Samurai

By: Matt Brorman, Luke Bruich, Cindy Castro, & Ella Jones

Samurai Definition

A member of a powerful military caste in feudal Japan, especially a member of the class of military retainers of the daimyos.

Relationship between Samurai and Daimyo

The Daimyo were the landowners who would pay the samurai to protect them and to be in there army. They would also give them land to build houses on for their families.

How the Samurai was paid?

Samurai are paid in land and grain, usually rice, by the Daimyo that they are serving. They gave it to the peasants and let them grow it for him.

Description of Samurai

The samurai were the warriors of premodern Japan. The ruling military class was eventually made up of them. It was later the highest ranking social caste of the Edo Period.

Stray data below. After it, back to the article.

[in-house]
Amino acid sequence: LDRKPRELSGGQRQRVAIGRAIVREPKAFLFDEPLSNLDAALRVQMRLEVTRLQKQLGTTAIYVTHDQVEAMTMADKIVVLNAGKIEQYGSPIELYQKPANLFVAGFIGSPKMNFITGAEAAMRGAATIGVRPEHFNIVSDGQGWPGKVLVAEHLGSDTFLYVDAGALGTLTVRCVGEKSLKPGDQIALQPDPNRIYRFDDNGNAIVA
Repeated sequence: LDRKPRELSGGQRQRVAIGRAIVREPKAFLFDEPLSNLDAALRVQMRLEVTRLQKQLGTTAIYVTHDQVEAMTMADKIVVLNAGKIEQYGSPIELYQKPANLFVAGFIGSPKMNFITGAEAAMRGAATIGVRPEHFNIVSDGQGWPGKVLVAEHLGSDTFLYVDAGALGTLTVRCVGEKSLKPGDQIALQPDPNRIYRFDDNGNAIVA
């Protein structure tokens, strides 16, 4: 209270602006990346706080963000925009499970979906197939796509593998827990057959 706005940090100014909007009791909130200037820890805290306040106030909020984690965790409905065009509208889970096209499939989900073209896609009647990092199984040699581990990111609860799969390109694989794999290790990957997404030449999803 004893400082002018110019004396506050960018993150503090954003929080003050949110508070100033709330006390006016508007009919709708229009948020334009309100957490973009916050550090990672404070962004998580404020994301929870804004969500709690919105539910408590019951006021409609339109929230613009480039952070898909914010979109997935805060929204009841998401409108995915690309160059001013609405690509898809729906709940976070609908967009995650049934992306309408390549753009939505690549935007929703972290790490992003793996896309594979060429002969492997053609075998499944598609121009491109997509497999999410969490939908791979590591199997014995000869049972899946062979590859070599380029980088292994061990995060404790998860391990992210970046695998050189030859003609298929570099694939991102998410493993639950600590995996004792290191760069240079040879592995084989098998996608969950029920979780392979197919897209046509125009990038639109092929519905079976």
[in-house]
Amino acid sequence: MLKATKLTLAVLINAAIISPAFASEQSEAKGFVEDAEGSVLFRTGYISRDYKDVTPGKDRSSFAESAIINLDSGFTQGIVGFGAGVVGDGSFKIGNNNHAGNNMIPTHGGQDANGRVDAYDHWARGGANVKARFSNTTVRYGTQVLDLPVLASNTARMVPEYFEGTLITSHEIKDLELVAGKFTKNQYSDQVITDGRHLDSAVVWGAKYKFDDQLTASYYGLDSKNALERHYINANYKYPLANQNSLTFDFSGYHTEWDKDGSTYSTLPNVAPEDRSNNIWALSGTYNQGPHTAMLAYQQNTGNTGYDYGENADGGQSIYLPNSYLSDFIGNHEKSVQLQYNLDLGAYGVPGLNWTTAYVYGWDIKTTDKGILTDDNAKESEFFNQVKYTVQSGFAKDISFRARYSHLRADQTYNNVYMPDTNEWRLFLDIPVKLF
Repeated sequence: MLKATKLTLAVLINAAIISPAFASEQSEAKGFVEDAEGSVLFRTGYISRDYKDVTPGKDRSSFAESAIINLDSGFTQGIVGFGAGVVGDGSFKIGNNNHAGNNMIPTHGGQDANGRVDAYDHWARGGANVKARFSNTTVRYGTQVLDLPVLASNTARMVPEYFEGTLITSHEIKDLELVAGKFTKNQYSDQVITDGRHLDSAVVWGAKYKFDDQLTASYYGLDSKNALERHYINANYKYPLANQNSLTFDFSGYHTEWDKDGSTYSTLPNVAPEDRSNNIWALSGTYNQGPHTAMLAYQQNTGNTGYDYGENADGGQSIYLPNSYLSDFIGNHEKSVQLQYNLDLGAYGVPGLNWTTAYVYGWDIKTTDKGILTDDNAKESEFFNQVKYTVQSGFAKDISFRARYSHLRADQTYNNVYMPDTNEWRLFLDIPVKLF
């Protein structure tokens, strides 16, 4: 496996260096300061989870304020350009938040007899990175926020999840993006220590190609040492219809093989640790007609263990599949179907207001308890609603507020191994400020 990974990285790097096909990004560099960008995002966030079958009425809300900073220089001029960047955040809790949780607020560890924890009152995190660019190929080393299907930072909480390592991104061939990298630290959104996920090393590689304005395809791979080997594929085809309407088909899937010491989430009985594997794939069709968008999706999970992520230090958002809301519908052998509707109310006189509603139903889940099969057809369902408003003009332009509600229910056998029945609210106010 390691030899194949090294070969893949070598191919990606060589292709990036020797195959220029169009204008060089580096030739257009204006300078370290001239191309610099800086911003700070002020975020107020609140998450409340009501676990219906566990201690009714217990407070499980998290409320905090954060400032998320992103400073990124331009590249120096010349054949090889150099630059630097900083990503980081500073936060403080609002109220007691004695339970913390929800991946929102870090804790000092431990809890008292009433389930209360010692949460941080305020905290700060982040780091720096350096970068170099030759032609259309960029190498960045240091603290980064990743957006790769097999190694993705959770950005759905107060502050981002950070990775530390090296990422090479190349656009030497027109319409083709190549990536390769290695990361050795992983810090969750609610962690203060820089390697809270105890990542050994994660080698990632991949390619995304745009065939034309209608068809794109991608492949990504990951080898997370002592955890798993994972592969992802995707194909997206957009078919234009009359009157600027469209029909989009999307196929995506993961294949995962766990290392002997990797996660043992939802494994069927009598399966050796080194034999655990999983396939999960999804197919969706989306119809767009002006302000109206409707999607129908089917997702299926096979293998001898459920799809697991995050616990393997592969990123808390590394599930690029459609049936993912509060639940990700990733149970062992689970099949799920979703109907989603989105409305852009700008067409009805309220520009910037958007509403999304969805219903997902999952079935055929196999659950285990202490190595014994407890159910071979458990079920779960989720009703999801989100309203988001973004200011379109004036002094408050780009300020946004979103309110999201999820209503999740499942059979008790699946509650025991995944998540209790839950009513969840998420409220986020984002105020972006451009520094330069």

Battle Dress and Equipment

Samurai would wear a kimono for everyday events. In battle they wore armor made of iron and steel tightly laced up with silk, along with a winged vest. Underneath the armor they wore padding to prevent injuries. Sometimes would wear throat plates on their masks to prevent the blow to the throats. Samurai mainly used swords as weapons. They would have six different swords.

Rules Regarding Behavior

The eight virtues of the samurai code are Justice, courage, mercy, politeness, honesty, honor, loyalty, and self-control. These are what make up the Bushido code.

Customs and Traditions

The samurai men had lived by the Bushido, because it was their own way of life. It made them a samurai which deals with their ethics. The Bushido dealt with emotion, self-control, poor, and death.